Obesity and overweight in children have rapidly become epidemic. One factor that may contribute to this phenomenon is infection, either changes in specific exposures or in colonizing flora, and use of antibiotics (ABX) may also play a role. The growth promoting effects of ABX in farm animals have been known since the 1940's. A similar effect of prolonged ABX use in humans seems increasingly plausible. A 1950's trial in army recruits showed that those treated with ABX gained more weight than did placebo controls. More recently, endocarditis patients receiving ABX had marked weight gain compared to matched controls without ABX. Investigators hypothesize that there is an association between obesity and gut microbiota and that ABX can affect weight also by altering gut microbiota. In young children, changes in gut microbiota by adding probiotics to formula have resulted in marked weight increase. Studying the role of ABX on weight is challenging because patients who take ABX are usually ill and then gain weight in the course of improving their health. Some relatively healthy subjects however, do receive ABX and this group is the focus of our study. HYPOTHESIS: Prolonged ABX use in healthy children and adolescents promotes weight gain that is greater from what would be expected based on their pre-ABX growth. OBJECTIVES:1. To study whether prolonged oral ABX in healthy children and adolescents results in greater weight gain than expected based on their normal growth. 2. To assess whether specific classes of ABX classes affect weight more than others. 3. To study the duration of such ABX effect. DESIGN: First, we will do a retrospective cohort study using data from the past 10 years, from patients in a large primary care setting. About 6,700 children and adolescents were prescribed prolonged oral ABX for e4 weeks (and had pharmacy fill data AND weights pre/post-ABX). In our primary analysis we will focus on adolescents with acne, the most healthy and homogeneous group. About 500 of those had weights AND heights pre/post- ABX. We will analyze also children, to study the effect of ABX on a broader spectrum of ages. In our primary analysis each patient will serve as his/her own control. We will measure the change between last pre-ABX BMI Z-score and first post-ABX (primary outcome) using standard t-test AND also the proportion that had a BMI Z-score change e0.5. In secondary analyses we will also capture the trajectory of data for each subject and explore the effect of additional variables on the studied association. Second, we will do a nested case-control study to compare adolescents with acne on oral ABX with a matched control group of acne patients only on topicals. With these analyses we will eliminate between-individuals variability, minimize within-individual variability and account for changes associated with normal growth. POTENTIAL IMPACT: Documentation of growth promoting effects of ABX will provide further empiric support for the role of gut microbiota and infection in childhood obesity and open new horizons for novel preventive strategies. We want to study whether prolonged ABX use in healthy children and adolescents has a growth promoting effect, whether this effect is specific to certain antibiotics and whether any weight gain is sustained after antibiotic cessation. Finding a link between antibiotics and weight may open new horizons for strategies to prevent childhood obesity.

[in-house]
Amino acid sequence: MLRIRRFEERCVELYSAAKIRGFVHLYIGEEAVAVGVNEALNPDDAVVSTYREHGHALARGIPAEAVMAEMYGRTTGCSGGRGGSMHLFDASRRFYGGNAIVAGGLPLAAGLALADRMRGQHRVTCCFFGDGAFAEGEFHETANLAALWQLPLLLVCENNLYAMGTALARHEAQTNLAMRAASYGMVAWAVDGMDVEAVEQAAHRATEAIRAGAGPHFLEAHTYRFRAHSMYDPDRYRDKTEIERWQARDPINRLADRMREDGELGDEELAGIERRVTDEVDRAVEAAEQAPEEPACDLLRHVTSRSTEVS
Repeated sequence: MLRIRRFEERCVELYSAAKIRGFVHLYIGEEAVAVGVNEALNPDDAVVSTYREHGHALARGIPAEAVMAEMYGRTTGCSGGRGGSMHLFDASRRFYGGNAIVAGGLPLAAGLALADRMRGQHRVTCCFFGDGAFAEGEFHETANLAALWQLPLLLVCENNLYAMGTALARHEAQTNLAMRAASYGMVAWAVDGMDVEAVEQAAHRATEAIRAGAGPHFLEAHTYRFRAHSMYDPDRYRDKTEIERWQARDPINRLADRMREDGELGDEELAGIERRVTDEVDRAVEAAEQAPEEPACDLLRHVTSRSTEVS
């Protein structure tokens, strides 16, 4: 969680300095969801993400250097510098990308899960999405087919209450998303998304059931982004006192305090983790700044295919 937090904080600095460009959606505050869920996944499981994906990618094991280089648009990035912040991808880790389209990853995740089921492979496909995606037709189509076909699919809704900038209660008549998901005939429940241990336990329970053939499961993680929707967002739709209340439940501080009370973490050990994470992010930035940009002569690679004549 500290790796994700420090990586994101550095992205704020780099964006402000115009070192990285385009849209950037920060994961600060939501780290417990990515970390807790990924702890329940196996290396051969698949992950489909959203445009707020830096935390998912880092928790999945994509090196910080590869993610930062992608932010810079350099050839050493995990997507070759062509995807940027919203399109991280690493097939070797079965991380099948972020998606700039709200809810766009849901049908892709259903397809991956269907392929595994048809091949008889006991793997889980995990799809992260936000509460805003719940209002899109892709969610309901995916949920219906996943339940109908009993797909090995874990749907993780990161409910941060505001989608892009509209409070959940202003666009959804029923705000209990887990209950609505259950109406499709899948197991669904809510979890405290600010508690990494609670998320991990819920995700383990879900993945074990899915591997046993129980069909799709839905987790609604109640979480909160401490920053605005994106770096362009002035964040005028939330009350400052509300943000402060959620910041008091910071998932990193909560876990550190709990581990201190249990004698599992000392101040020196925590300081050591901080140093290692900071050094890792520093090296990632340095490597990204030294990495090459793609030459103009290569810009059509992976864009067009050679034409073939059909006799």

Public Health Relevance

We want to study whether prolonged ABX use in healthy children and adolescents has a growth promoting effect, whether this effect is specific to certain antibiotics and whether any weight gain is sustained after antibiotic cessation. Finding a link between antibiotics and weight may open new horizons for strategies to prevent childhood obesity.

Agency
National Institute of Health (NIH)
Institute
Eunice Kennedy Shriver National Institute of Child Health & Human Development (NICHD)
Type
Small Research Grants (R03)
Project #
5R03HD072400-02
Application #
8511511
Study Section
Pediatrics Subcommittee (CHHD)
Program Officer
Grave, Gilman D
Project Start
2012-07-20
Project End
2014-05-31
Budget Start
2013-06-01
Budget End
2014-05-31
Support Year
2
Fiscal Year
2013
Total Cost
$70,427
Indirect Cost
$17,738
Name
Palo Alto Medical Foundation Research Institute
Department
Type
DUNS #
622276137
City
Palo Alto
State
CA
Country
United States
Zip Code
94301